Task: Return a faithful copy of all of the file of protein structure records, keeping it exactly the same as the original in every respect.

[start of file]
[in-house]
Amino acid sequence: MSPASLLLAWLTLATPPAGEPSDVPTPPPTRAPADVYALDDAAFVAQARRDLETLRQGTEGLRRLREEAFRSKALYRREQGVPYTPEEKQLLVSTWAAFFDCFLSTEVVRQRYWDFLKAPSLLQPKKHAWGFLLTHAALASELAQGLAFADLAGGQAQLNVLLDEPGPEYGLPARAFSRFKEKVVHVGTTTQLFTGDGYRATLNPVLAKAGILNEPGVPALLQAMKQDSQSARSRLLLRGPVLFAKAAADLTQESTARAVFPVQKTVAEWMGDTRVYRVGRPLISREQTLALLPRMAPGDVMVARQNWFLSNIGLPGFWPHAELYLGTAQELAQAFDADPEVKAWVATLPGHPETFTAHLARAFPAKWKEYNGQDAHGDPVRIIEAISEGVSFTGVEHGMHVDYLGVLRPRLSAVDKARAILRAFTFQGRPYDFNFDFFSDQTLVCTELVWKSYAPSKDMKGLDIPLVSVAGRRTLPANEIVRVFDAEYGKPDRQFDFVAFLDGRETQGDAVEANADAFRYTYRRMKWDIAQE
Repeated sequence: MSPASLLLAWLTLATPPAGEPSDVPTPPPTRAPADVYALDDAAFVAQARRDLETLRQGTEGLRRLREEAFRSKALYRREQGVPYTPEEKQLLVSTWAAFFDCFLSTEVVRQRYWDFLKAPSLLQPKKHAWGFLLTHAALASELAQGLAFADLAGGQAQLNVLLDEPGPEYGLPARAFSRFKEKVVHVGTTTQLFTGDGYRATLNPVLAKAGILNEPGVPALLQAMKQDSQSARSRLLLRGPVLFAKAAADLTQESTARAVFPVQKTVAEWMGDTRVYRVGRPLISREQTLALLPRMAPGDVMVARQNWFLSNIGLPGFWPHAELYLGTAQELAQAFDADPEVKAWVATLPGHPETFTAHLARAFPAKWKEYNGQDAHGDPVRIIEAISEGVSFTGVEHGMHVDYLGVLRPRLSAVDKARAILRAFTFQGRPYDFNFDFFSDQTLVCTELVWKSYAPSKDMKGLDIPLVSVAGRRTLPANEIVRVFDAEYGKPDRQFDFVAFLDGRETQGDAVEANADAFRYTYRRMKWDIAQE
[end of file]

[in-house]
Amino acid sequence: MSPASLLLAWLTLATPPAGEPSDVPTPPPTRAPADVYALDDAAFVAQARRDLETLRQGTEGLRRLREEAFRSKALYRREQGVPYTPEEKQLLVSTWAAFFDCFLSTEVVRQRYWDFLKAPSLLQPKKHAWGFLLTHAALASELAQGLAFADLAGGQAQLNVLLDEPGPEYGLPARAFSRFKEKVVHVGTTTQLFTGDGYRATLNPVLAKAGILNEPGVPALLQAMKQDSQSARSRLLLRGPVLFAKAAADLTQESTARAVFPVQKTVAEWMGDTRVYRVGRPLISREQTLALLPRMAPGDVMVARQNWFLSNIGLPGFWPHAELYLGTAQELAQAFDADPEVKAWVATLPGHPETFTAHLARAFPAKWKEYNGQDAHGDPVRIIEAISEGVSFTGVEHGMHVDYLGVLRPRLSAVDKARAILRAFTFQGRPYDFNFDFFSDQTLVCTELVWKSYAPSKDMKGLDIPLVSVAGRRTLPANEIVRVFDAEYGKPDRQFDFVAFLDGRETQGDAVEANADAFRYTYRRMKWDIAQE
Repeated sequence: MSPASLLLAWLTLATPPAGEPSDVPTPPPTRAPADVYALDDAAFVAQARRDLETLRQGTEGLRRLREEAFRSKALYRREQGVPYTPEEKQLLVSTWAAFFDCFLSTEVVRQRYWDFLKAPSLLQPKKHAWGFLLTHAALASELAQGLAFADLAGGQAQLNVLLDEPGPEYGLPARAFSRFKEKVVHVGTTTQLFTGDGYRATLNPVLAKAGILNEPGVPALLQAMKQDSQSARSRLLLRGPVLFAKAAADLTQESTARAVFPVQKTVAEWMGDTRVYRVGRPLISREQTLALLPRMAPGDVMVARQNWFLSNIGLPGFWPHAELYLGTAQELAQAFDADPEVKAWVATLPGHPETFTAHLARAFPAKWKEYNGQDAHGDPVRIIEAISEGVSFTGVEHGMHVDYLGVLRPRLSAVDKARAILRAFTFQGRPYDFNFDFFSDQTLVCTELVWKSYAPSKDMKGLDIPLVSVAGRRTLPANEIVRVFDAEYGKPDRQFDFVAFLDGRETQGDAVEANADAFRYTYRRMKWDIAQE